Trump’s Covid-19 diagnostic highlights bears on crude, energy and commodities

Sat, 03 Oct 2020 – 05:50


RAW prices, already possessed by bears amid a supply glut and an elusive U.S. stimulus package, were hammered on Friday as uncertainty reigned over news that U.S. President Donald Trump has been tested positive for Covid-19.

Brent, the global benchmark, and US West Texas Intermediate (WTI) crude each lost 2.9% to US $ 39.80 and US $ 37.60 a barrel respectively around noon in Asia on Friday. It was about two hours after Mr Trump tweeted that he and First Lady Melania Trump had tested positive for the coronavirus and would begin a period of quarantine.

Both benchmarks have fallen more than 7% since Monday, their second straight week of decline.

Jeffrey Halley, Oanda Senior Market Analyst for the Asia-Pacific region, said: “The big picture is of declining consumption and plentiful supply in the market, which halted the rally in oil and threatens to bring prices down again. Covid-19 is another key to this work. “

He added: “Much will now depend on the spread of Covid-19 to the wider U.S. government and Senate leadership, a situation investors should watch out for over the next few days. The potential government paralysis would be a strong negative. for financial markets. “

Oil prices started the week on their back, led by fears of a demand deficit as the world continues to grapple with the tough trade-offs between the economy and tackling the virus.

Another drag: Renewed fears of a resurgence of the virus in several European countries, with the winter flu season looming, could hamper reopening efforts and hurt demand for energy.

Rising crude production in Iran and Libya – even as the Organization of the Petroleum Exporting Countries and its allies (OPEC +) ease production brakes in the coming months – also poses a viable threat to everything. rebalancing of the oil market.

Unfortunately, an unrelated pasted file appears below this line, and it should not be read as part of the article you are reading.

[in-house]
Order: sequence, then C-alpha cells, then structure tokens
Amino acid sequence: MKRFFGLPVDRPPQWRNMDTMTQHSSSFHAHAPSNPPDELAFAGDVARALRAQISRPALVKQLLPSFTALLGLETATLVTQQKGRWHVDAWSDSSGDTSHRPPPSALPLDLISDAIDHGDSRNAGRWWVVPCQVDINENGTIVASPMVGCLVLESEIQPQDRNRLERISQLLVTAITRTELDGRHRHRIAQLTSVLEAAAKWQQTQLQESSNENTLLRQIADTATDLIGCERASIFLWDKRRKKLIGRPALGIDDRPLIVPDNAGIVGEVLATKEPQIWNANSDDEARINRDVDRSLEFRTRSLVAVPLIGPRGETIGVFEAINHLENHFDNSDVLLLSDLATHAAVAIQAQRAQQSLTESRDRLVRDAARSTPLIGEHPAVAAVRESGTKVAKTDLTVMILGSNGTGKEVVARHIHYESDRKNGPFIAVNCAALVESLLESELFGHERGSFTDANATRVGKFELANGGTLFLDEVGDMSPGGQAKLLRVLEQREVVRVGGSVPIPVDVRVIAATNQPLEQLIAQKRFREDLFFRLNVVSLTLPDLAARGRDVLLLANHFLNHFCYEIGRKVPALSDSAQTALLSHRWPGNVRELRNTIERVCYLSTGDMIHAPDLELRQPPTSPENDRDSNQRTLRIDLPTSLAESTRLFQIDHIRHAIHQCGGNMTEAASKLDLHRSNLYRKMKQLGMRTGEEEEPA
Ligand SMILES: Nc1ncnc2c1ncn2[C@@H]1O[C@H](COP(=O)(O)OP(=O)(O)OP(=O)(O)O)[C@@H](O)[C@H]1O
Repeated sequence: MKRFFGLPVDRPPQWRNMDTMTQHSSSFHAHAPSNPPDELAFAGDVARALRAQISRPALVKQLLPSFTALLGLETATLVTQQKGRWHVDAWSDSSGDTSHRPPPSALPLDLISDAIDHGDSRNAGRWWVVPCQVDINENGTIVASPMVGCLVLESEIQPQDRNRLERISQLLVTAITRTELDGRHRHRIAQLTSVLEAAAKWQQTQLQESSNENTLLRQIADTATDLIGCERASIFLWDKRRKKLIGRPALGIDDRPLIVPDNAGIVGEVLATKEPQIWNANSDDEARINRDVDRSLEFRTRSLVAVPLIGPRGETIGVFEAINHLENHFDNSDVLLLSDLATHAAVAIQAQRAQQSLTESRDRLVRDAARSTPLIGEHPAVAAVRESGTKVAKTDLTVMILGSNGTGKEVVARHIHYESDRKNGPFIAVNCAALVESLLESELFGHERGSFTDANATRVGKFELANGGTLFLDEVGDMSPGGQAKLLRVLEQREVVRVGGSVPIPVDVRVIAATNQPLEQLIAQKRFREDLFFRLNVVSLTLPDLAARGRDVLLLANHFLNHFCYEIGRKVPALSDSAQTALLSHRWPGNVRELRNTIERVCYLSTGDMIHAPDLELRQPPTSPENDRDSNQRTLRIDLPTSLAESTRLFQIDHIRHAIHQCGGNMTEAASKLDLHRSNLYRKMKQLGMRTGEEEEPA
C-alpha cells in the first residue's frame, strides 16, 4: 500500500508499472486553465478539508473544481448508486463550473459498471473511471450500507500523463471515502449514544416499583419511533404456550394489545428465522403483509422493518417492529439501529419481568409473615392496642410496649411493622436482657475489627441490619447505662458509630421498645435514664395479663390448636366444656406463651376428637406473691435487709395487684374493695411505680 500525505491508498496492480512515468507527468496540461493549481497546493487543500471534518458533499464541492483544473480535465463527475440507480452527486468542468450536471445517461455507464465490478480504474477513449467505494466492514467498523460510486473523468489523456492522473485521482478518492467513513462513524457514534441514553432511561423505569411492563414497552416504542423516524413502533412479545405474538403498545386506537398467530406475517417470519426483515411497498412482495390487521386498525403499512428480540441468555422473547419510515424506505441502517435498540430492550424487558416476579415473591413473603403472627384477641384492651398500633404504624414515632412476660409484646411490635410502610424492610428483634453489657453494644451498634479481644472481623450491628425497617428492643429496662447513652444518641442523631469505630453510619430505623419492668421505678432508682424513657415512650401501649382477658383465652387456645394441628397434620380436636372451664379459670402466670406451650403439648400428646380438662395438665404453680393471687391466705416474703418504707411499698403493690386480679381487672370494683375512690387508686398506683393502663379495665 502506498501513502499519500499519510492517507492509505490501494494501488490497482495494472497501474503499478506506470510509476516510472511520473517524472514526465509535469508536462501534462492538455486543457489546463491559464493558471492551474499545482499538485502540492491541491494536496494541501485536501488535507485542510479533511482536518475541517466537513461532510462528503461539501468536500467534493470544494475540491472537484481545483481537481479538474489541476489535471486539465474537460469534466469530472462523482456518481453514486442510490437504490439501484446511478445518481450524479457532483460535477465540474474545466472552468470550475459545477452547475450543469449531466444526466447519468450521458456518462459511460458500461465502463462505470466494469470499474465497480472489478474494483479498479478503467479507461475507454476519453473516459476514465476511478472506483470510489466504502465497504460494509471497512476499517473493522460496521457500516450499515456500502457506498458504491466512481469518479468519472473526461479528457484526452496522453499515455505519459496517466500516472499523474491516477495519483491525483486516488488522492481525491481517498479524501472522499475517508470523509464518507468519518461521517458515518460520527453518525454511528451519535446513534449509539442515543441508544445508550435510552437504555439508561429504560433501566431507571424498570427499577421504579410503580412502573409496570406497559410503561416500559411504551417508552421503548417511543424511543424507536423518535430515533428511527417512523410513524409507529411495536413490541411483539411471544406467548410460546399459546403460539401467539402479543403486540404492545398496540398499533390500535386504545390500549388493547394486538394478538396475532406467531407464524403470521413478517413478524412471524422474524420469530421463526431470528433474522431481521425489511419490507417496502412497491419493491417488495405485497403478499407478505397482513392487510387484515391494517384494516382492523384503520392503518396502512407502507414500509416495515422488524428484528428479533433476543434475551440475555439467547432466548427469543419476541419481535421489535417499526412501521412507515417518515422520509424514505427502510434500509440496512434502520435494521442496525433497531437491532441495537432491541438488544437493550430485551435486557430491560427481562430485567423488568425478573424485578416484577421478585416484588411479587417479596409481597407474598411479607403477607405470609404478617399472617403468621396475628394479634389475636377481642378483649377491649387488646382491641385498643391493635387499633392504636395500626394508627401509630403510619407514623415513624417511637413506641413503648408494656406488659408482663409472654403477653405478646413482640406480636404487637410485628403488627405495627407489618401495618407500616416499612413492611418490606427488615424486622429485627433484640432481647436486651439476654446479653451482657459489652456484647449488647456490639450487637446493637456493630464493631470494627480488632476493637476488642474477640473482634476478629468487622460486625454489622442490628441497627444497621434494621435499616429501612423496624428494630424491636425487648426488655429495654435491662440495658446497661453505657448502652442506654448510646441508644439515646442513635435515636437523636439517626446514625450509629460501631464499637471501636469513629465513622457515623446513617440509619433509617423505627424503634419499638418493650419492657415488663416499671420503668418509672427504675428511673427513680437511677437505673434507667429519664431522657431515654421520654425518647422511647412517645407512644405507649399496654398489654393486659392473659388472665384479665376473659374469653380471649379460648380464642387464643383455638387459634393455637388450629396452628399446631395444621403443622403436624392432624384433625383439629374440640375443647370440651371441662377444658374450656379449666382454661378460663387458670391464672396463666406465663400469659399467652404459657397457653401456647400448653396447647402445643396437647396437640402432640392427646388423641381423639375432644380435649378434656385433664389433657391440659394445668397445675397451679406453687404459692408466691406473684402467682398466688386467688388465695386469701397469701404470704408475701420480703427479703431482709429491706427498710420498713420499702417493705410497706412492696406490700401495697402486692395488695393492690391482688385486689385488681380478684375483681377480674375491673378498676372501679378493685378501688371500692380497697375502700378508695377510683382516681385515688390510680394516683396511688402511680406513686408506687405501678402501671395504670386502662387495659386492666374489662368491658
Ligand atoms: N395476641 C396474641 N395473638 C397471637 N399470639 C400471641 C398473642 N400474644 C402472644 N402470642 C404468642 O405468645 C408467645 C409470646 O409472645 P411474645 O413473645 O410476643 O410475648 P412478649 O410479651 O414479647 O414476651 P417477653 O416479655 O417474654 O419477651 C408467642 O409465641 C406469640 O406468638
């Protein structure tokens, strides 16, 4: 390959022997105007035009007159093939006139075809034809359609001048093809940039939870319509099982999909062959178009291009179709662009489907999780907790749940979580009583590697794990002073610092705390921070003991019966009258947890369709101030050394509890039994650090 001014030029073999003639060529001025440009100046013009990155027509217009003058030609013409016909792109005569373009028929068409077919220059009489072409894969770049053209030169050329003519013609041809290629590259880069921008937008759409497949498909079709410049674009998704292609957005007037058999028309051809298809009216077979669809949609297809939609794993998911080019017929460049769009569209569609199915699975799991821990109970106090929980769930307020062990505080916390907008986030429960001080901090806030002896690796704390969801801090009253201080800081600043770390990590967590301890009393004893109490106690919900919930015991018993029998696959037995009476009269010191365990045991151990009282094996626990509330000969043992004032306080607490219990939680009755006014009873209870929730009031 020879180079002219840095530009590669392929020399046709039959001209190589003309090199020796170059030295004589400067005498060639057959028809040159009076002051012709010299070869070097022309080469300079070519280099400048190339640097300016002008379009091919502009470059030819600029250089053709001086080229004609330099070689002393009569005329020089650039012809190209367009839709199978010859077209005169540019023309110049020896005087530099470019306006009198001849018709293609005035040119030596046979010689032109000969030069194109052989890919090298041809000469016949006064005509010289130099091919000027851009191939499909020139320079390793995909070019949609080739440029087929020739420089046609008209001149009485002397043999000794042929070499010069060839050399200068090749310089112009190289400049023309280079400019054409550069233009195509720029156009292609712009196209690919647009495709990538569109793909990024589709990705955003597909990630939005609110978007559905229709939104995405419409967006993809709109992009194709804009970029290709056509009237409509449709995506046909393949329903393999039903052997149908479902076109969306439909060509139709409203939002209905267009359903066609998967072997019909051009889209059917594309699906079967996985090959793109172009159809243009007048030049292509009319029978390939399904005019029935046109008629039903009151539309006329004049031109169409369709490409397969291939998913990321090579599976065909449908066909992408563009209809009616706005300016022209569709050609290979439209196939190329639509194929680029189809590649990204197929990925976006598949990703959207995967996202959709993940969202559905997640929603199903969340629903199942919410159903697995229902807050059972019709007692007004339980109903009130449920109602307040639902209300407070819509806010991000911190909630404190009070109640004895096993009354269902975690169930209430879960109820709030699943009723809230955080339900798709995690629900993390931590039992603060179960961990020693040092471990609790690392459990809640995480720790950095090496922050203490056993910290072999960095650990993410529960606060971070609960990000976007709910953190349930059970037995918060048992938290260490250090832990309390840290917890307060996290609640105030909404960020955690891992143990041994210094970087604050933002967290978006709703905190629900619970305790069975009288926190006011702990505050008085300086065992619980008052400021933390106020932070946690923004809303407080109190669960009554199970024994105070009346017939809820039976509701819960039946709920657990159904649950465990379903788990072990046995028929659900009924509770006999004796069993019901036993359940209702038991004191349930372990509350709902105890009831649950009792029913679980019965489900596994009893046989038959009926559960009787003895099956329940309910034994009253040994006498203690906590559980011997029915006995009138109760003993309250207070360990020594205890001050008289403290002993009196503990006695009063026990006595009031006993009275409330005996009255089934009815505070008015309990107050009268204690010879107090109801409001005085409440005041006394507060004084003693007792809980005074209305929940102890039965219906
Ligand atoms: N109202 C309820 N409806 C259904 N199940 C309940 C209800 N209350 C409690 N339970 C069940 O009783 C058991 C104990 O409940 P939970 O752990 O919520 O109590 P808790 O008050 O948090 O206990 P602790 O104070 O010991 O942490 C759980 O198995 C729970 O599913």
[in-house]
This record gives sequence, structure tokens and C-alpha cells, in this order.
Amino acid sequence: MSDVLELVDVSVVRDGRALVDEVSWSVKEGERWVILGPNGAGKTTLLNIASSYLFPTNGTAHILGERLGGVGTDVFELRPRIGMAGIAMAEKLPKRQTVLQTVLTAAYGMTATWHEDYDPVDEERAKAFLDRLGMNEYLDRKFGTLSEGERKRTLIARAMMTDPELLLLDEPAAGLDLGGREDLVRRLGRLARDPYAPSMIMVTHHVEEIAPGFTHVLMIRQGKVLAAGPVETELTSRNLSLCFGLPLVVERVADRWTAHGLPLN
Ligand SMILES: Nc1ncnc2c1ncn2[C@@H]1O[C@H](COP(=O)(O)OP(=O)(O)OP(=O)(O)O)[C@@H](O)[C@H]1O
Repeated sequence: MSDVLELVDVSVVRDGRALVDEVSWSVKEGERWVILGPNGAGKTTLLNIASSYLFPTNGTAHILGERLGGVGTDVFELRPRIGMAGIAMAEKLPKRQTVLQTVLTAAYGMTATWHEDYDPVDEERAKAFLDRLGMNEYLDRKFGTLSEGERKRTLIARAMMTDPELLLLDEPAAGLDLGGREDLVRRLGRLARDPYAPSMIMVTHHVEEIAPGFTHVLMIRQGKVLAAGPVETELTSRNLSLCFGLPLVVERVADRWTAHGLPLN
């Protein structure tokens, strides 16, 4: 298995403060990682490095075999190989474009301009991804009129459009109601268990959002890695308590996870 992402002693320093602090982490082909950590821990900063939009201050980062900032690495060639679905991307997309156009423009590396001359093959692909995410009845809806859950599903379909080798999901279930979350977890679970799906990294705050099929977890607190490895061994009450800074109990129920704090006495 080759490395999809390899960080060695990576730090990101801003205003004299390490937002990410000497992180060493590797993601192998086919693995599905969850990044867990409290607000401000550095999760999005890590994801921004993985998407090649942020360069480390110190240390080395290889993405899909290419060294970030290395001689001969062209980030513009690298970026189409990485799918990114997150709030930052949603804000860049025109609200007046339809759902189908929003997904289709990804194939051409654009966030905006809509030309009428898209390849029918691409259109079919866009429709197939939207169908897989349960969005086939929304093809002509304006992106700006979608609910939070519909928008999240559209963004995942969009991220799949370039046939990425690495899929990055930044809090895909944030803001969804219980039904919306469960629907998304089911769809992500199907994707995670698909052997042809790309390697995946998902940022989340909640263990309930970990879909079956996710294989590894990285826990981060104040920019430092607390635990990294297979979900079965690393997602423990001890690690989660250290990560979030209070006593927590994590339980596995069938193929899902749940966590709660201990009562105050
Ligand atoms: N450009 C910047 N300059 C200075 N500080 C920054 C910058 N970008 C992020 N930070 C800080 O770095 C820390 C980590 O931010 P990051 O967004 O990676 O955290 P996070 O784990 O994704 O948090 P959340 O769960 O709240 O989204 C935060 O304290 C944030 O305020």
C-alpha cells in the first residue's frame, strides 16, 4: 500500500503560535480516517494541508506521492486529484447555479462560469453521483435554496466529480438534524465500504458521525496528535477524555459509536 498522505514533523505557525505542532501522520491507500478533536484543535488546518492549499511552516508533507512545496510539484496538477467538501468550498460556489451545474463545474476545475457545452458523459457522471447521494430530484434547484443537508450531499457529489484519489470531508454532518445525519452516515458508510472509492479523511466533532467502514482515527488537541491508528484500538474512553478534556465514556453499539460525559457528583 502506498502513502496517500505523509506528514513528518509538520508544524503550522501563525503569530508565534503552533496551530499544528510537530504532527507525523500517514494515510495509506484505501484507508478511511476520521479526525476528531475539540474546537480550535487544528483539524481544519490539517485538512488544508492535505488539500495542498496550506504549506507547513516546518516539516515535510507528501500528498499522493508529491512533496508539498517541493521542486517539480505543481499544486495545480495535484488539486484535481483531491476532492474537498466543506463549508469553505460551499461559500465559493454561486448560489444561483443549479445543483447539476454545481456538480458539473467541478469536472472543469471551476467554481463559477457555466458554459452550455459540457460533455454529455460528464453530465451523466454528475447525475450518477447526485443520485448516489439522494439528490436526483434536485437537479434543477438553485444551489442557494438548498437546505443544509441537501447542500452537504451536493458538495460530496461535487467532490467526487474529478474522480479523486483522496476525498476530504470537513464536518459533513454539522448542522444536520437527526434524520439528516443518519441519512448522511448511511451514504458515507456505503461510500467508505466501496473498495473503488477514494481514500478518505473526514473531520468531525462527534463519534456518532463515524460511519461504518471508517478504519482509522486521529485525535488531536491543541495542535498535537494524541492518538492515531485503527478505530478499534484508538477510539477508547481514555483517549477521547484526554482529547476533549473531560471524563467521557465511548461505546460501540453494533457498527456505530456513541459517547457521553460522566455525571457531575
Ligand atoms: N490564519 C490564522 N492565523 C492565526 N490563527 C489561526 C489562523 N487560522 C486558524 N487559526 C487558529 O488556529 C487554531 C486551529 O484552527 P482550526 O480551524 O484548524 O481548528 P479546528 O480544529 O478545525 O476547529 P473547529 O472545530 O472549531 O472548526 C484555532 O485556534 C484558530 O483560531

The stronger US dollar, whose sharp decline in July and August was a key pillar in supporting crude prices, compounded the factors that pushed Brent below the key psychological bar of US $ 40 per barrel.

The Brent technical picture looks “perilous” at the moment, Halley said, adding that a drop of US $ 39 per barrel could signal further losses to US $ 37 and US $ 35 per barrel.

Amid grim macroeconomic data, the political posture or stand between United States House Speaker Nancy Pelosi and Treasury Secretary Steven Mnuchin on a back-up plan dashed hopes over the weekend of ‘a bipartisan bill. Markets had previously anticipated a pre-election stimulus deal after the last round of negotiations collapsed in early August.

In the absence of favorable fundamentals, such a posture makes no difference to the oil markets, said Stephen Innes, chief market strategist at AxiCorp. He added that crude prices would only increase if a budget deal was reached.

This possibility seems remote to some. Mr Halley said Mr Trump’s diagnosis further reduced the likelihood that a relief bill could materialize.

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